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Financial Sustainability: Weatherproofing Your Organization

November 12, 2013 | By | No Comments

Financial sustainability has been a much greater focus over the past several years, but what exactly does that mean and what can you do to achieve this? When analyzing the financial position of your company, there are some basic areas to look at:

Current Ratio (Total Current Assets ÷ Total current liabilities): The current ratio is an indicator of the financial strength and solvency of the company. This ratio indicates the company’s ability to pay its short-term obligations. A common rule of thumb is that a ‘good’ current ratio is approximately 2:1 which means that the current assets would cover the short-term obligations twice over. Actions that can be taken to improve your current ratio include paying down debt, refinancing payables into long-term obligations (greater than one year), selling unproductive fixed assets that are being stored and not generating revenues, and monitoring and possibly reducing owner distributions.

Cash Flows from Operations: Believe it or not, it’s possible to show profit for the year but then realize that the cash flow provided by operations reflects that the operations actually used more cash then it generated. Ways to help turn operating cash flows from negative to positive include monitoring accounts receivables and ensuring that customers are paying according to their credit terms. The old adage “the squeaky wheel gets the grease” is true when it comes to accounts receivable. Be persistent with customers with outstanding balances and, if needed, work out payment plans and require deposits for future purchases from those customers. On the flip side, evaluate your own payables to make sure that you are taking advantage of the full time before payment is required. And when presented with the opportunity for a discount for early payment, take it! Other actions that could be taken would be evaluating the price points on your products or the necessity of certain operating expenses including staffing levels.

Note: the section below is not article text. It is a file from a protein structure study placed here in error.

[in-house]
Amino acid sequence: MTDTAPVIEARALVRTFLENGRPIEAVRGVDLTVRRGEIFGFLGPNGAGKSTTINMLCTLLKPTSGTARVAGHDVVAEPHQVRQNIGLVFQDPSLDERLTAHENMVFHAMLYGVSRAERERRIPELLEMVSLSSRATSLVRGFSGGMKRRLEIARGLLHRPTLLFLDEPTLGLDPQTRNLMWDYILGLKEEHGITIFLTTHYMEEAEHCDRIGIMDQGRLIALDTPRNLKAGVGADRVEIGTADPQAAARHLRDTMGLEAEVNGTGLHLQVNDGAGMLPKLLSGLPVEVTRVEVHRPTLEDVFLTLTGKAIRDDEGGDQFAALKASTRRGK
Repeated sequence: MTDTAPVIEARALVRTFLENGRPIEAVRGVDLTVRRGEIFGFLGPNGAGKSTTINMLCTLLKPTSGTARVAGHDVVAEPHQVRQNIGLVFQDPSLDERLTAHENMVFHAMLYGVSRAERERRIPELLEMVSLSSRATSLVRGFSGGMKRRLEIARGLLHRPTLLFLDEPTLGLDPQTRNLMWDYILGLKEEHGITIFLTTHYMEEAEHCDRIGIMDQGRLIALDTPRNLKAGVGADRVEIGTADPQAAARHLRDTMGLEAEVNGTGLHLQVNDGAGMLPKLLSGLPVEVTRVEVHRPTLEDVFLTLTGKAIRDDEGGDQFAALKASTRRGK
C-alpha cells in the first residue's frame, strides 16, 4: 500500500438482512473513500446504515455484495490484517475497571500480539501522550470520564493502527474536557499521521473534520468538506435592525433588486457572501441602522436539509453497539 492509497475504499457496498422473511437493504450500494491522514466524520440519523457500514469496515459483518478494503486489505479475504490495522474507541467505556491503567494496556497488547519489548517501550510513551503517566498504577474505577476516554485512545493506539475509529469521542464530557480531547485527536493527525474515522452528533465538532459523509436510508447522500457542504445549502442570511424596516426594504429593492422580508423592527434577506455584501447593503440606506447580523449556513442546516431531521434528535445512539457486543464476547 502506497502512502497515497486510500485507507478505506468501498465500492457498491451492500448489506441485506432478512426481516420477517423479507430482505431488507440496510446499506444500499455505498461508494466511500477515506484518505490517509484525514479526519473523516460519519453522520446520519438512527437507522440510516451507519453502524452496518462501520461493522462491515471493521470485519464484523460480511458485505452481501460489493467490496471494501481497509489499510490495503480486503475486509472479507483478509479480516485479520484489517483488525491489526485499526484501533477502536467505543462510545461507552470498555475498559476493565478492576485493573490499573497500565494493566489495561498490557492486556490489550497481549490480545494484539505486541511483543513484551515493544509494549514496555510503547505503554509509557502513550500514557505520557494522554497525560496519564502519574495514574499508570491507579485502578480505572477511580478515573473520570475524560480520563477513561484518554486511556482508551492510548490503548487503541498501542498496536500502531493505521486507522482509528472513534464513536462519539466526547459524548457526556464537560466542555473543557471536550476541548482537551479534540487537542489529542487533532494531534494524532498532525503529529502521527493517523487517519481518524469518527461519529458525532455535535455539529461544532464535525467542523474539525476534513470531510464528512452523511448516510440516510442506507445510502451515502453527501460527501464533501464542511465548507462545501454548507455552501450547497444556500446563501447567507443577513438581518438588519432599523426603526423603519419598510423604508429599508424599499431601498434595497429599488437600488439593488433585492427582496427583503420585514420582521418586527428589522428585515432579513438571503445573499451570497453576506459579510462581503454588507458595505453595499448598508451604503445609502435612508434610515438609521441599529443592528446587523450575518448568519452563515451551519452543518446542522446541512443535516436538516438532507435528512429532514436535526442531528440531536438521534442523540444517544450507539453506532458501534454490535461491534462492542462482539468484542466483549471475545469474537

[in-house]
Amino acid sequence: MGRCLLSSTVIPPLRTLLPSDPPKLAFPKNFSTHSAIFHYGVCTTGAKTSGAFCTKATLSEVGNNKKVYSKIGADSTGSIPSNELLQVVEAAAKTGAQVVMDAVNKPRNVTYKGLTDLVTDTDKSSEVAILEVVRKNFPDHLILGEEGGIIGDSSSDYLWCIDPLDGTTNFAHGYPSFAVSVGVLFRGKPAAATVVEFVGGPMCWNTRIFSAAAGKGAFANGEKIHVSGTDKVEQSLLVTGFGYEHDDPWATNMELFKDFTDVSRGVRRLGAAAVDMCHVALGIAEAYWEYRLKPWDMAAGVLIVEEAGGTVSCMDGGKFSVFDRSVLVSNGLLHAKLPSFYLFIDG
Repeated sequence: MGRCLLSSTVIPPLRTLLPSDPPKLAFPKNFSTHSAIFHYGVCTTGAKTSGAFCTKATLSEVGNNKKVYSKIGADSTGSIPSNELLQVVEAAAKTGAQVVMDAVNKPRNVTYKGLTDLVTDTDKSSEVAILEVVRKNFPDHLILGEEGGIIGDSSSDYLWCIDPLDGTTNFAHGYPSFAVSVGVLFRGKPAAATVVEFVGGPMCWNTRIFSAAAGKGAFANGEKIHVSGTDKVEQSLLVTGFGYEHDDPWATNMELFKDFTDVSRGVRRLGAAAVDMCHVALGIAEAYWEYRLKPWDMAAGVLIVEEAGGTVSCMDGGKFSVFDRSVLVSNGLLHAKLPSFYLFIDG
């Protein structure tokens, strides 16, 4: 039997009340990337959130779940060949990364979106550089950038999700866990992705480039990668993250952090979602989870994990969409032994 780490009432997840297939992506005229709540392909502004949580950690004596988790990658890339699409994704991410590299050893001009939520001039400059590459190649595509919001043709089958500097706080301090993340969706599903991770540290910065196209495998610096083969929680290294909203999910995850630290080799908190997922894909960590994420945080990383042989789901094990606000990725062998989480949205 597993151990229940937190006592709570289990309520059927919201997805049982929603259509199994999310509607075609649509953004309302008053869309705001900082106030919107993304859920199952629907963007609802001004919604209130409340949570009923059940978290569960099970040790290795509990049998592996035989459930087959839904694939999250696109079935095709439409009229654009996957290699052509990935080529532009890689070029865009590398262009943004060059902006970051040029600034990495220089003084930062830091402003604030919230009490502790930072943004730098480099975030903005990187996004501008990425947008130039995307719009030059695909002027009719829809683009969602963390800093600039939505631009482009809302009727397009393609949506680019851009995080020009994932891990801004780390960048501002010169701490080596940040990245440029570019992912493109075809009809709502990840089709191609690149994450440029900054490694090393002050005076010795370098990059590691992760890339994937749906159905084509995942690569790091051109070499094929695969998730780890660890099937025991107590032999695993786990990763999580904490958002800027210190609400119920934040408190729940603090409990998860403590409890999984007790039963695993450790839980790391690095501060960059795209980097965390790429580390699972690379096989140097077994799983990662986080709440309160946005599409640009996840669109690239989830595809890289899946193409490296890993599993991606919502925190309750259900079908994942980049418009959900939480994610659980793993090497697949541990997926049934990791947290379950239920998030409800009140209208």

A couple other areas that will help to improve the financial position of the company include evaluating inventories that are not turning. If there are certain items that have not sold for long periods of time, consider scrapping and expensing those which would result in lower taxable income. Put your excess cash to work. If you have adequate cash on hand, consider opening a type of sweep account so that your cash is earning interest when not needed and is swept into an operations account when it is needed.
Financial sustainability is a continual process and includes many possibilities and unfortunately there is no “magic formula” for guaranteed sustainability. Each company and industry is different which means it’s important for each company to evaluate and determine what their weaker areas are that could really improve the company’s financial position.